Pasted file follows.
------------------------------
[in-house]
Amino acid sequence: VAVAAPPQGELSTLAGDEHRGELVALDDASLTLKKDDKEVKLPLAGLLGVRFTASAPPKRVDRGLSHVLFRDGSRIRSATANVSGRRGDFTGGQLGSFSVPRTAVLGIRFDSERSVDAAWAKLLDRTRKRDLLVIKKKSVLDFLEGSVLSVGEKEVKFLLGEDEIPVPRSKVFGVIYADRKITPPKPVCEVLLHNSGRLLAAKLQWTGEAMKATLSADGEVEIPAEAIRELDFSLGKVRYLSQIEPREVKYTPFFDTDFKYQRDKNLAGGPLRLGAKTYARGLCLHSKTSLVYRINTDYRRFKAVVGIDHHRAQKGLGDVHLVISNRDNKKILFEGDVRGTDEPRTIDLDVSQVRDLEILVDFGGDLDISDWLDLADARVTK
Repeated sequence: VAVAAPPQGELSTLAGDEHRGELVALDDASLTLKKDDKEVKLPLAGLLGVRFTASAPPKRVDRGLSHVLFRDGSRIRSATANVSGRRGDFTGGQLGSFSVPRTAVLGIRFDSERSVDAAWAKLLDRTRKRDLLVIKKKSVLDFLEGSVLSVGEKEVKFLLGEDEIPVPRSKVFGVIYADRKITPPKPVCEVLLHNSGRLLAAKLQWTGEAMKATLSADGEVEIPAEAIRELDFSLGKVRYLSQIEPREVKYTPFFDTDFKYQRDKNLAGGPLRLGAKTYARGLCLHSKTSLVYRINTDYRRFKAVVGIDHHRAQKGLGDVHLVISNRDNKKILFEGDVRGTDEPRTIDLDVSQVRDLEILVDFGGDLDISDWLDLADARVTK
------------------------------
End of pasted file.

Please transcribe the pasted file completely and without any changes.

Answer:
[in-house]
Amino acid sequence: VAVAAPPQGELSTLAGDEHRGELVALDDASLTLKKDDKEVKLPLAGLLGVRFTASAPPKRVDRGLSHVLFRDGSRIRSATANVSGRRGDFTGGQLGSFSVPRTAVLGIRFDSERSVDAAWAKLLDRTRKRDLLVIKKKSVLDFLEGSVLSVGEKEVKFLLGEDEIPVPRSKVFGVIYADRKITPPKPVCEVLLHNSGRLLAAKLQWTGEAMKATLSADGEVEIPAEAIRELDFSLGKVRYLSQIEPREVKYTPFFDTDFKYQRDKNLAGGPLRLGAKTYARGLCLHSKTSLVYRINTDYRRFKAVVGIDHHRAQKGLGDVHLVISNRDNKKILFEGDVRGTDEPRTIDLDVSQVRDLEILVDFGGDLDISDWLDLADARVTK
Repeated sequence: VAVAAPPQGELSTLAGDEHRGELVALDDASLTLKKDDKEVKLPLAGLLGVRFTASAPPKRVDRGLSHVLFRDGSRIRSATANVSGRRGDFTGGQLGSFSVPRTAVLGIRFDSERSVDAAWAKLLDRTRKRDLLVIKKKSVLDFLEGSVLSVGEKEVKFLLGEDEIPVPRSKVFGVIYADRKITPPKPVCEVLLHNSGRLLAAKLQWTGEAMKATLSADGEVEIPAEAIRELDFSLGKVRYLSQIEPREVKYTPFFDTDFKYQRDKNLAGGPLRLGAKTYARGLCLHSKTSLVYRINTDYRRFKAVVGIDHHRAQKGLGDVHLVISNRDNKKILFEGDVRGTDEPRTIDLDVSQVRDLEILVDFGGDLDISDWLDLADARVTK